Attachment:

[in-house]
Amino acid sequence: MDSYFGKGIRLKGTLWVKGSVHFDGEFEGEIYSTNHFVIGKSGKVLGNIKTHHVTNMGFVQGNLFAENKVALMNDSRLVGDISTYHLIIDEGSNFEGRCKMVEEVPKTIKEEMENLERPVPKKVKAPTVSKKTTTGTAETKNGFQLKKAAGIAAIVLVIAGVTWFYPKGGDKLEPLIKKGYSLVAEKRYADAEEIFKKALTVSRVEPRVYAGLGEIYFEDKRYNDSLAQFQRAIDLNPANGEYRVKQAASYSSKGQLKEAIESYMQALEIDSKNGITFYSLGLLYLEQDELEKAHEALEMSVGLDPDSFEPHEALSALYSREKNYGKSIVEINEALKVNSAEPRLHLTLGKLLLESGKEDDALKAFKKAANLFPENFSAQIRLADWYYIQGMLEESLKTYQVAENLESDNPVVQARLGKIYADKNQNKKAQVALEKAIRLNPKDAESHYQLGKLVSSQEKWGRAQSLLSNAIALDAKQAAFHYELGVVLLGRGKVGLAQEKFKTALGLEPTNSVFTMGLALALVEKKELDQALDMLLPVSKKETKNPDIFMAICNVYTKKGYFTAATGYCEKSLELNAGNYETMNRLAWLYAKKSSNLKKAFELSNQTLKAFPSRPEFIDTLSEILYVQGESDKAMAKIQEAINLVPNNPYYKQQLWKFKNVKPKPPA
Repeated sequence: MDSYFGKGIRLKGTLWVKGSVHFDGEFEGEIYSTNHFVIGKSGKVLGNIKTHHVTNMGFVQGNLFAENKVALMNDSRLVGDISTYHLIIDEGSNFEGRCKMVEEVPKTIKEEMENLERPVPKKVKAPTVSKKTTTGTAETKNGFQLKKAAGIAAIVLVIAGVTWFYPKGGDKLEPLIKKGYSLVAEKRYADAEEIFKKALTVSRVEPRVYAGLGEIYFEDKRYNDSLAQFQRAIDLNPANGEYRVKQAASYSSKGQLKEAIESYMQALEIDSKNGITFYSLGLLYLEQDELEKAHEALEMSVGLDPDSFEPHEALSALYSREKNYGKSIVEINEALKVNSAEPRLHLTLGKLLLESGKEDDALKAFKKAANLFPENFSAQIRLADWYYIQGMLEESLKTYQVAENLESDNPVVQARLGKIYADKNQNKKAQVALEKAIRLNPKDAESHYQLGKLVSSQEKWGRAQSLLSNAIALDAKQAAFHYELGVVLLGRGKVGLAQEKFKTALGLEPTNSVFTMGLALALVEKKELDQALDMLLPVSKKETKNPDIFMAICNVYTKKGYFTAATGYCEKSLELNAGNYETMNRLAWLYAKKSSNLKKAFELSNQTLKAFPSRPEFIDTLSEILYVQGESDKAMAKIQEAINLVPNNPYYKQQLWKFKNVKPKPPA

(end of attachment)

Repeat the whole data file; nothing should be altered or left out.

[in-house]
Amino acid sequence: MDSYFGKGIRLKGTLWVKGSVHFDGEFEGEIYSTNHFVIGKSGKVLGNIKTHHVTNMGFVQGNLFAENKVALMNDSRLVGDISTYHLIIDEGSNFEGRCKMVEEVPKTIKEEMENLERPVPKKVKAPTVSKKTTTGTAETKNGFQLKKAAGIAAIVLVIAGVTWFYPKGGDKLEPLIKKGYSLVAEKRYADAEEIFKKALTVSRVEPRVYAGLGEIYFEDKRYNDSLAQFQRAIDLNPANGEYRVKQAASYSSKGQLKEAIESYMQALEIDSKNGITFYSLGLLYLEQDELEKAHEALEMSVGLDPDSFEPHEALSALYSREKNYGKSIVEINEALKVNSAEPRLHLTLGKLLLESGKEDDALKAFKKAANLFPENFSAQIRLADWYYIQGMLEESLKTYQVAENLESDNPVVQARLGKIYADKNQNKKAQVALEKAIRLNPKDAESHYQLGKLVSSQEKWGRAQSLLSNAIALDAKQAAFHYELGVVLLGRGKVGLAQEKFKTALGLEPTNSVFTMGLALALVEKKELDQALDMLLPVSKKETKNPDIFMAICNVYTKKGYFTAATGYCEKSLELNAGNYETMNRLAWLYAKKSSNLKKAFELSNQTLKAFPSRPEFIDTLSEILYVQGESDKAMAKIQEAINLVPNNPYYKQQLWKFKNVKPKPPA
Repeated sequence: MDSYFGKGIRLKGTLWVKGSVHFDGEFEGEIYSTNHFVIGKSGKVLGNIKTHHVTNMGFVQGNLFAENKVALMNDSRLVGDISTYHLIIDEGSNFEGRCKMVEEVPKTIKEEMENLERPVPKKVKAPTVSKKTTTGTAETKNGFQLKKAAGIAAIVLVIAGVTWFYPKGGDKLEPLIKKGYSLVAEKRYADAEEIFKKALTVSRVEPRVYAGLGEIYFEDKRYNDSLAQFQRAIDLNPANGEYRVKQAASYSSKGQLKEAIESYMQALEIDSKNGITFYSLGLLYLEQDELEKAHEALEMSVGLDPDSFEPHEALSALYSREKNYGKSIVEINEALKVNSAEPRLHLTLGKLLLESGKEDDALKAFKKAANLFPENFSAQIRLADWYYIQGMLEESLKTYQVAENLESDNPVVQARLGKIYADKNQNKKAQVALEKAIRLNPKDAESHYQLGKLVSSQEKWGRAQSLLSNAIALDAKQAAFHYELGVVLLGRGKVGLAQEKFKTALGLEPTNSVFTMGLALALVEKKELDQALDMLLPVSKKETKNPDIFMAICNVYTKKGYFTAATGYCEKSLELNAGNYETMNRLAWLYAKKSSNLKKAFELSNQTLKAFPSRPEFIDTLSEILYVQGESDKAMAKIQEAINLVPNNPYYKQQLWKFKNVKPKPPA